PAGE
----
According to an article earlier this month in the Independent, victims of forced marriage are now being forced to wed in more far-flung places than originally thought. The UK Foreign and Commonwealth Office dealt with over 1,500 cases of forced marriage last year. Interestingly the victims aged ranged from 5 years to 87 years and over one fifth of the victims were men.
Evidence indicates that there are often several perpetrators in each case and yet very few are actually prosecuted. While it is commonly agreed that forcing a person to marry against their will is an abuse of their human rights, there is some difference of opinion as to whether the government’s plans to make forced marriage a criminal offence is the right decision.
It would certainly be a radical move. To date, victims of forced marriage have been able to seek protection under the Forced Marriage Civil Protection Act. Arguably this has been a successful advance in the law. However, this statute is based upon the principle of protection and not penalty.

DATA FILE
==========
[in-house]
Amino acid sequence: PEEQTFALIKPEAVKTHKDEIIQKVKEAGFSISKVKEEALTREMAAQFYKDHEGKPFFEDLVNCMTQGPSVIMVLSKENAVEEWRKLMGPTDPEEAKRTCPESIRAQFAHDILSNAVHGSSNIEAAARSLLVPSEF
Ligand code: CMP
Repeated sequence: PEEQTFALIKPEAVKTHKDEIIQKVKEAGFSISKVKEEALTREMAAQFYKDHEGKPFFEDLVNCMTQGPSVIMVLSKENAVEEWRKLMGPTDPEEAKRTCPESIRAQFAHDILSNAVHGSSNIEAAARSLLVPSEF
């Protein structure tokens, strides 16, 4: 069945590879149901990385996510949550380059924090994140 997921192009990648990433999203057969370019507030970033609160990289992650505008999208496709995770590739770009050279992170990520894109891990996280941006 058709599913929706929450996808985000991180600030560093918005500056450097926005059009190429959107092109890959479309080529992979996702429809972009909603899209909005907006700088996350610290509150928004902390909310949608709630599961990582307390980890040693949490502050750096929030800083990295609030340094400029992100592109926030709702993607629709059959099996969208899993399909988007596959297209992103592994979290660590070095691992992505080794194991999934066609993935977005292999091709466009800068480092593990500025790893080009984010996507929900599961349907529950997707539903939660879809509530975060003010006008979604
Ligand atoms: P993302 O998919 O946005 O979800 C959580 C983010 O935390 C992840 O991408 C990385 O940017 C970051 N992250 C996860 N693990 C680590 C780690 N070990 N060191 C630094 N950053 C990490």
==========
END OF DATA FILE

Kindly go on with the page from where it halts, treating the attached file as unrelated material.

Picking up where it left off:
Interestingly, it would appear that many welfare professionals and victims are in fact against criminalisation, believing this would force the problem underground and increase the risk of retaliation. Conversely, there is considerable support for the view that criminalisation would act as a deterrent, sending a strong message out that forced marriage will not be tolerated in Britain.
Whatever the greatest public opinion is, one thing is clear: it would cost the government several million (£15m) to criminalise forced marriage and most of this money would be used in training the police. Maybe it would just be better to improve training for welfare professionals and supporting organisations that help victims.